A surprising overlap

Every so often, my muggle side and mathematical side conflict, and this clip from @marksettle shows one of them.

My muggle side says "wait, what, how can that be?" My mathematician says "aha! neat! Arc lengths!"

The two curved sides of the track are - presumably - arcs of concentric circles with radius $r$. The smaller arc has length $r\theta$, and the longer length $(r+w)\theta)$, where $w$ is the width of the track and $\theta$ the common angle at the centre. The overlap is the difference between them, $w\theta$.

We can estimate $\theta$, fairly roughly: I can imagine two of the pieces of track making a quarter-turn, or possibly three; that puts the angle somewhere between $\frac{\pi}{4}$ and $\frac{\pi}{6}$. The overlap, then, is somewhere between half and three-quarters (roughly) of the width.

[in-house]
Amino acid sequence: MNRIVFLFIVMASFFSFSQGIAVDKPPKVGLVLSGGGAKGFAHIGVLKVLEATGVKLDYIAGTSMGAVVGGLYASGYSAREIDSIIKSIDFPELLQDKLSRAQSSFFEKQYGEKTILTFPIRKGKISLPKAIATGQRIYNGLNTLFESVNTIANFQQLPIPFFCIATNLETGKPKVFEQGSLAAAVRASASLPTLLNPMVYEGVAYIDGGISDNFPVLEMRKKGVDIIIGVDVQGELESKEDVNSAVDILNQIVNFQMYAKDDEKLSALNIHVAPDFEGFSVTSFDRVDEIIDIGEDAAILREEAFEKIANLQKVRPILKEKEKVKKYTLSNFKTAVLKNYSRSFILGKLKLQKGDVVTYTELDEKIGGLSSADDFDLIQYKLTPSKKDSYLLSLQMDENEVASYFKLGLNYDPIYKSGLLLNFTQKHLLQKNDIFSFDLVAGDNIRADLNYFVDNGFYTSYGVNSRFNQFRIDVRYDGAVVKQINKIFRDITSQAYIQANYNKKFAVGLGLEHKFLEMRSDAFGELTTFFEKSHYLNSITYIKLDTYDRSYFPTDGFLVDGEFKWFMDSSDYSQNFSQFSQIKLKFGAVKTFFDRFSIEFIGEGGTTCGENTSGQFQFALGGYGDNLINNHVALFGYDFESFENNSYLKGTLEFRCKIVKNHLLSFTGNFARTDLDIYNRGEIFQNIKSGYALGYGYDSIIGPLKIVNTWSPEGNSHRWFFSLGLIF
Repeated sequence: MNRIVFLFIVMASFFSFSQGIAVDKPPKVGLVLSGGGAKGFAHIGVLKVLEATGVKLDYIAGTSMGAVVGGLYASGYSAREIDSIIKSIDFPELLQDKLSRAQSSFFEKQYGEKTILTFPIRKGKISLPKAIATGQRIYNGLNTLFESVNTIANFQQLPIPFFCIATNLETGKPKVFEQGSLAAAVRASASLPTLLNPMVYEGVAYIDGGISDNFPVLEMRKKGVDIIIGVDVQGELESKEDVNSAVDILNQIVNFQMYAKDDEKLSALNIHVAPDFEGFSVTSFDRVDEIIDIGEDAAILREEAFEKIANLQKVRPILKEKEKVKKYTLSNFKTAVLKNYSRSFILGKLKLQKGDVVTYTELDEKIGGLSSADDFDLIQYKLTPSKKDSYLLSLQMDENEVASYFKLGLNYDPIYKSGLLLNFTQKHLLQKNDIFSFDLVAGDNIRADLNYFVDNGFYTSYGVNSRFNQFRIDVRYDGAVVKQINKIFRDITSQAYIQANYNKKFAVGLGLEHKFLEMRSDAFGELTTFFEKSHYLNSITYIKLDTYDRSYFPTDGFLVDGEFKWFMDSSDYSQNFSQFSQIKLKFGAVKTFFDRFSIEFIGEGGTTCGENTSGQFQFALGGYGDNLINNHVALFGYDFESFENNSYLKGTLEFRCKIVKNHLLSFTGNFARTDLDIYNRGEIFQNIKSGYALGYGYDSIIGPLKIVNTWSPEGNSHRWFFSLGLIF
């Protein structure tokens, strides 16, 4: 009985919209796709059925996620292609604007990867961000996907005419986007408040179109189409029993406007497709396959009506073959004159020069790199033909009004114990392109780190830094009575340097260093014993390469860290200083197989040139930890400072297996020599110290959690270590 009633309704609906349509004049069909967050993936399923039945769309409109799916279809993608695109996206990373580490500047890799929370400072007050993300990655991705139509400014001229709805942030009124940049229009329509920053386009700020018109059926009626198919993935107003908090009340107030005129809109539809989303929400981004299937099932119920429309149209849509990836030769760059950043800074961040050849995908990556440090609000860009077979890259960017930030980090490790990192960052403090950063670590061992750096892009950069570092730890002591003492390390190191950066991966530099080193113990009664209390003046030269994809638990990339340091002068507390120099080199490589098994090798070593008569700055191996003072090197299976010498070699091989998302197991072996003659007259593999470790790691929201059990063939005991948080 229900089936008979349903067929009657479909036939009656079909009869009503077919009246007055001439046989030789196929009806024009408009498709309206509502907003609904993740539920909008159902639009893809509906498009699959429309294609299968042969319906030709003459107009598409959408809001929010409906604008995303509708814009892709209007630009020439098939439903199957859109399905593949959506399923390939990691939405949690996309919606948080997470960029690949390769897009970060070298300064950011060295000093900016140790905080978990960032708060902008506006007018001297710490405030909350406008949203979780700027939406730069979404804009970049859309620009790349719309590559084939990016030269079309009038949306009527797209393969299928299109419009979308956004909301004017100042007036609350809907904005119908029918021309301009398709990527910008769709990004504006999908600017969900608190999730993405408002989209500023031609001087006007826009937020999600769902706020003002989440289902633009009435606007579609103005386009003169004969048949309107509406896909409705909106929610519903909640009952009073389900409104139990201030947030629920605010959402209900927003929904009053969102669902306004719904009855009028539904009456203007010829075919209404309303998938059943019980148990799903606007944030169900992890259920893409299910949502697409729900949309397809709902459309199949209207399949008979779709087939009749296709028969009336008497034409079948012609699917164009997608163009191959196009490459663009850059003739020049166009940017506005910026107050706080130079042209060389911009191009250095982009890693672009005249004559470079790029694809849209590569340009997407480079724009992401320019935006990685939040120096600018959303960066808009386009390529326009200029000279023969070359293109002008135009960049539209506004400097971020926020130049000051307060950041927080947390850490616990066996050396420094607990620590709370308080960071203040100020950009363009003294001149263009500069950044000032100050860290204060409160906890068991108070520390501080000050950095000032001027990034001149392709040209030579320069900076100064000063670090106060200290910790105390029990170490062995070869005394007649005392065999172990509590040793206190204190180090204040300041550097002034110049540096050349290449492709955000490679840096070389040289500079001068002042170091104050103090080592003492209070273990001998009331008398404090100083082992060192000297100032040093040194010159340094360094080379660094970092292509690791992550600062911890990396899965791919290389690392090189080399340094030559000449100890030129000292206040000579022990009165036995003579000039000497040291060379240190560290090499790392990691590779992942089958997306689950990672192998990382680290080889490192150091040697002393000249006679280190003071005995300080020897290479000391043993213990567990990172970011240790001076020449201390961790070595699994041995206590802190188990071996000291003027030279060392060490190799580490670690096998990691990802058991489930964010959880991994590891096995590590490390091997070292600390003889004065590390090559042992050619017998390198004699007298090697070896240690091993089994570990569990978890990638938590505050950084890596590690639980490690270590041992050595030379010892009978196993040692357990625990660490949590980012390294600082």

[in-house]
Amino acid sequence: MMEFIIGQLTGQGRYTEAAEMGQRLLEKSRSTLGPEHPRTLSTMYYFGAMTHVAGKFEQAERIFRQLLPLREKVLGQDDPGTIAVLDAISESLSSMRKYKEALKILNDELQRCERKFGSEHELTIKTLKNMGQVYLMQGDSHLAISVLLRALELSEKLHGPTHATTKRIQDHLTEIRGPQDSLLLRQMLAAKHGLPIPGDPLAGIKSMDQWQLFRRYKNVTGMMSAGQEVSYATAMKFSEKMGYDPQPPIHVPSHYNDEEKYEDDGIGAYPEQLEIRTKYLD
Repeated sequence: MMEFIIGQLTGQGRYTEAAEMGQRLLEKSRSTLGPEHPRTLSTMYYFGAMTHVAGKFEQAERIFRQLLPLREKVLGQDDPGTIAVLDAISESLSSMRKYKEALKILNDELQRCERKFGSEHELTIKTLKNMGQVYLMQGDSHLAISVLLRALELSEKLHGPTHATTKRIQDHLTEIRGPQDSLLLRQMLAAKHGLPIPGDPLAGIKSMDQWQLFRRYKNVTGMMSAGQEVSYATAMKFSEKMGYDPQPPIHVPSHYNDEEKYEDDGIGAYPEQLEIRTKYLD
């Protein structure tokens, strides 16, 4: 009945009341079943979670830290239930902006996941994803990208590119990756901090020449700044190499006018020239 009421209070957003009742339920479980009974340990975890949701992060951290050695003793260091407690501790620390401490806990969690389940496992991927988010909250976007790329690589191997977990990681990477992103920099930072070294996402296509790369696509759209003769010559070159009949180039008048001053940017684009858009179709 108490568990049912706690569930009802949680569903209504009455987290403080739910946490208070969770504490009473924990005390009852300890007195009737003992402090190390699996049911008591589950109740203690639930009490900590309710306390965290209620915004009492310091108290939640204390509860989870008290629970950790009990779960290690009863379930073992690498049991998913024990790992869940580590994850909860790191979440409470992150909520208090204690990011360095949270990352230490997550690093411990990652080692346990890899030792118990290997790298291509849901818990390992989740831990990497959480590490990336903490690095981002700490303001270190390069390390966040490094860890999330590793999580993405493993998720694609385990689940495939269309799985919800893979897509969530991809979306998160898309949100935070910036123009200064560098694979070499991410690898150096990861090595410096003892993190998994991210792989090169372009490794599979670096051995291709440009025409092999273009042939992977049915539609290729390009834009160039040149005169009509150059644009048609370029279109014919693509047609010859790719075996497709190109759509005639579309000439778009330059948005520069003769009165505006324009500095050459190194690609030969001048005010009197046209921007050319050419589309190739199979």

Looking at (rather than measuring) the picture, that looks like it may be a slight underestimate: this could be because the two arcs aren't flush against each other - the inner one is a tighter circle. Finding the difference that makes... well, that's a problem for another day.

The surprising overlap is known as the Jastrow illusion.

Colin

Colin is a Weymouth maths tutor, author of several Maths For Dummies books and A-level maths guides. He started Flying Colours Maths in 2008. He lives with an espresso pot and nothing to prove.

Share

Leave a Reply

Your email address will not be published. Required fields are marked *

This site uses Akismet to reduce spam. Learn how your comment data is processed.

Sign up for the Sum Comfort newsletter and get a free e-book of mathematical quotations.

No spam ever, obviously.

Where do you teach?

I teach in my home in Abbotsbury Road, Weymouth.

It's a 15-minute walk from Weymouth station, and it's on bus routes 3, 8 and X53. On-road parking is available nearby.

On twitter